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Re: Mongolian Archery Question

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  • Kinjal of Moravia
    ... wrote: I have shot Mongolian for several years largely because I can set my thumb into my cheek to avoid shaking. On question 4
    Message 1 of 51 , Jul 17 9:14 AM
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      --- In SCA-Archery@yahoogroups.com, "Steven Fuller"
      <dirtysteve23@...> wrote:

      I have shot 'Mongolian' for several years largely because I can 'set'
      my thumb into my cheek to avoid shaking. On question '4' you will
      find the ability to travel long distances with little gear was as
      significant as superior archery. They were also able to glean arrows
      from the field and return volley fire with any arrow, which the
      Europeans could not do. The Mongol archers had a morning excercise
      routine for strength and spiritual focus. If you remember that
      Chengis Khan was a shaman as well as 'king' and was on a spirtual
      quest it may help -- while the Europeans were defending often corrupt
      city systems. Yes -- they were superior archers, but that doesn't
      count for everyhting.

      Kinjal
      >
      > Hey folks,
      >
      > I have been asked by a few people (separately, even!) if I would
      teach
      > a class on Traditional Mongolian Archery at Atlantian Fall
      University.
      > They wanted it to be a part of a whole Mongolian track of classes,
      > including cooking, culture, clothing, furniture, etc.
      >
      > My question, then, is this: seeing as how I only have an hour to
      teach
      > a subject and I really need to narrow my class down to one topic,
      what
      > should I teach about?
      >
      > 1) History of the Mongolian Draw, How It's Done and Why
      >
      > 2) History of the Thumb Ring and Its Cultural Significance
      >
      > 3) Learn to Shoot with a Thumb Ring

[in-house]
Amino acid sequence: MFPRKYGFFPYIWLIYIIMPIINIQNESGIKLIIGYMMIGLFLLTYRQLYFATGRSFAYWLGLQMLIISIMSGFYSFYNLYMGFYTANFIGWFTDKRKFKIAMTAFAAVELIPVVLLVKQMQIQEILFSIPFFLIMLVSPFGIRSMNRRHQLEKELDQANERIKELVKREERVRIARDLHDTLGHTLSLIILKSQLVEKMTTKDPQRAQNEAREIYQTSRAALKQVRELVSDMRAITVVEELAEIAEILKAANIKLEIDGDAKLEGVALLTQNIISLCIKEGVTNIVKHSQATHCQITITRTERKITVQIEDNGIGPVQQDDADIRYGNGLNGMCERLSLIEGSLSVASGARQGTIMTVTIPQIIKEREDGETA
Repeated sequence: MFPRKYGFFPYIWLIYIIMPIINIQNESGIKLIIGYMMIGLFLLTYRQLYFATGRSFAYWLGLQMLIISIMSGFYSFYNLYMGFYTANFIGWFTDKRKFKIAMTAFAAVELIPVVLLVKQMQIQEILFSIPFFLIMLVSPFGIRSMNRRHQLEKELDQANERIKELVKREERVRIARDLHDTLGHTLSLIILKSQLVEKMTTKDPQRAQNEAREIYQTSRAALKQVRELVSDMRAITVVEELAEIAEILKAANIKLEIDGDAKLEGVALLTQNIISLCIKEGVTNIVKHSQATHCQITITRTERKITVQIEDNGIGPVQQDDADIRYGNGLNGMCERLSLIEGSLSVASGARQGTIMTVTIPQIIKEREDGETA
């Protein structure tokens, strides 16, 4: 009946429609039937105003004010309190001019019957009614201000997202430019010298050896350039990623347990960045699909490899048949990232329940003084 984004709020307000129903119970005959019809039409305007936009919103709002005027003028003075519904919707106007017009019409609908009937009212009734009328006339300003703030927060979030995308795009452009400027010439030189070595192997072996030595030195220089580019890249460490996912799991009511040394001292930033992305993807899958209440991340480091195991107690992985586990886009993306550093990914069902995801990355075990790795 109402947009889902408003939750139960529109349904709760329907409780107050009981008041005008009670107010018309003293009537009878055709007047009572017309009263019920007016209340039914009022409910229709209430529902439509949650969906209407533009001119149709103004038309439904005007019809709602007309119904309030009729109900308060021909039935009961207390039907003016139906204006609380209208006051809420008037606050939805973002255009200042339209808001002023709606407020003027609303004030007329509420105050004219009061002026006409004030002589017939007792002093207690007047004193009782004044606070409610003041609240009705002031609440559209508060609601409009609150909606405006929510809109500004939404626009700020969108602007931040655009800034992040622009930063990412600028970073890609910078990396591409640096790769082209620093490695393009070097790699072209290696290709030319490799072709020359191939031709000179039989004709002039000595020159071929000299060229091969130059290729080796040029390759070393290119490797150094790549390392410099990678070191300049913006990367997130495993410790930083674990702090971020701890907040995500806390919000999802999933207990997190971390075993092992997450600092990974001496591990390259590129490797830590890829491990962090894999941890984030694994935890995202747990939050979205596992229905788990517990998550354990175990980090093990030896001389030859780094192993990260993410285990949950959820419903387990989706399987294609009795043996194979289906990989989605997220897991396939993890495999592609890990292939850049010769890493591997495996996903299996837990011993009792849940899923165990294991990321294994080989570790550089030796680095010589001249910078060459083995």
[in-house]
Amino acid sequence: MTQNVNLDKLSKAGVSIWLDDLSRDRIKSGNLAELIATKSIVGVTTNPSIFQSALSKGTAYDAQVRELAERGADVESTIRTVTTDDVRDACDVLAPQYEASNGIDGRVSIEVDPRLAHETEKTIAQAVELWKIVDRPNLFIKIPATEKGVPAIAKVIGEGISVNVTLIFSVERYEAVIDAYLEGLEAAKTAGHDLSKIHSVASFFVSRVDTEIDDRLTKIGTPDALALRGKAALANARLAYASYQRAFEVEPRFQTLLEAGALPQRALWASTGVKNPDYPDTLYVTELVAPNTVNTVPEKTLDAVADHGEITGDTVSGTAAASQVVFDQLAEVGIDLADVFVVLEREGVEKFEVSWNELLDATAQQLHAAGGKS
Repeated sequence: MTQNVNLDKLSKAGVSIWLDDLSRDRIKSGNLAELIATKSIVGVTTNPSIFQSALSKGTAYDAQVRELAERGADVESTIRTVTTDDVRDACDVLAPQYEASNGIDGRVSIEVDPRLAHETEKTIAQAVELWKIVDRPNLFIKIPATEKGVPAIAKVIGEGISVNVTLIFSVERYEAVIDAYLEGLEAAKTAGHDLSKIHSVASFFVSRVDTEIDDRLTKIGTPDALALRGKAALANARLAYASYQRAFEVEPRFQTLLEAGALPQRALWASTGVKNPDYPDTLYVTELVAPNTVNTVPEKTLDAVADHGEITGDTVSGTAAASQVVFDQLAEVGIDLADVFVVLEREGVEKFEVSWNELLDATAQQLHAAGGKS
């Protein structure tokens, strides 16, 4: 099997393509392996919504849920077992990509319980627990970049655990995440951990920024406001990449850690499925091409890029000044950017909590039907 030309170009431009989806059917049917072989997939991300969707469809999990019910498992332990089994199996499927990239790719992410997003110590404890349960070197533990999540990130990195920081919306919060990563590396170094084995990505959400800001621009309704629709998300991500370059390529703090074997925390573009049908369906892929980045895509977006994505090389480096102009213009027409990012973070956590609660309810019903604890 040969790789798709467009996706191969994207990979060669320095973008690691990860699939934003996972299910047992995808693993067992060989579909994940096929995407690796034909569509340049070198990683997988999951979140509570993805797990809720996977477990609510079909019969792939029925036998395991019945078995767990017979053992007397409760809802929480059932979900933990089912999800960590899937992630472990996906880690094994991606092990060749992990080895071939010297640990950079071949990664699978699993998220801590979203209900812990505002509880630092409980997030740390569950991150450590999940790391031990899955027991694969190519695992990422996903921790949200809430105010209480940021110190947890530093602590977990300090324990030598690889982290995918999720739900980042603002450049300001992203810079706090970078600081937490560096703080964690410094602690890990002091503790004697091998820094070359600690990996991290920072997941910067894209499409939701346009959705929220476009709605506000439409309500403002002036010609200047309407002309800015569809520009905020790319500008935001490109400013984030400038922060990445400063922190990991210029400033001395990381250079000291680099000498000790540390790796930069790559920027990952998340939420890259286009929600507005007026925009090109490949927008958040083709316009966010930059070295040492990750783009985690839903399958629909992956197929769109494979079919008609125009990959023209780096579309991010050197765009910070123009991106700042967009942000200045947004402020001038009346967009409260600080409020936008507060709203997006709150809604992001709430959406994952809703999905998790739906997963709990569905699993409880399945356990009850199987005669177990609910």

>
      > 4) Horse Archery and Its Pivotal Role in the Spread of the Mongolian
      > Empire
      >
      > I'm not really sure who my "students" will be, if they would be
      mostly
      > archers or mostly non-archers. How should I decide what would be
      most
      > wanted out of a Mongolian archery class?
      >
      > Thanks for any and all suggestions (and any reference help would be
      > great, too! *grin*),
      >
      > --Rhys.
      >
    • Kinjal of Moravia
      ... Oh, how I disagree with you -- let me count the ways (no citations follwing your opinion lead) I hope the citizens of the other European nations are not
      Message 51 of 51 , Jul 22 7:38 AM
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        --- In SCA-Archery@yahoogroups.com, Carolus <eulenhorst@...> wrote:

        Oh, how I disagree with you -- let me count the ways
        (no citations follwing your 'opinion' lead)

        I hope the citizens of the other European nations are not too
        offended by your view that only England and France are important.

        1) the Mongolian 'event' obviated the 'hubris' driven infighting of
        the European monarchy. This allowed the Pope to demand a mediating
        role that broke the power of Fredrick II (Holy Roman Emporer) and
        appoint favored kings and princes throught Europe.
        2) The 'too late' support of Austria came at the price of whole-sale
        Christianization of entire Slavic peoples. This 'fire-hose' baptism
        and later church restructuring to support massive expansion let to
        power abuse and the Reformation.
        3) Without the Mogol invasion the Ottoman Empire would never have
        existed.
        4) without the invasion the Russian states might still be just a
        collection of squabling cities. Batu Khan unified Russia if nothing
        else.
        5) The Mongols demonstrated the effectiveness of gunpowder explosives
        to the Europeans.
        6) Miltary tactics of all European armies changed after the multiple
        invasions.
        7) the saparation of the Eastern and Roman churches might have been
        resolved except for the power dynamics created by the invasions.
        8) the weakening of the Baltic states and distrust of the Western
        rulers prevented cooperative support during the 'years of darkness'
        in the 14th century that led to the plague.
        9) the breaking of Teutonic oppression of Poland and Germanic states.
        10) repeating the reformation probably would never have occured
        except for the Mongolian invasion.

        and more ... have fun doing the research yourself.

        my interest in the 'Mongolian impact' is fueled by these and many
        other reasons indicating that the Mongol Invasions was one of the
        MOST CRITICAL influences on the development of European cultures in
        the 14-16th centuries. I have no particular love of the Mongolian
        Culture or actions, but am facinated of how they defeated every
        European army they met through guile, subtrafuse, courage and skill
        while European leaders dithered over uniforms, sibling squabbles and
        religeous politics.

        Kinjal
        .............................................................


        > Well written, John. You point out a number of
        > the reasons I do not consider the Mongols a major
        > factor in Western culture. While they had a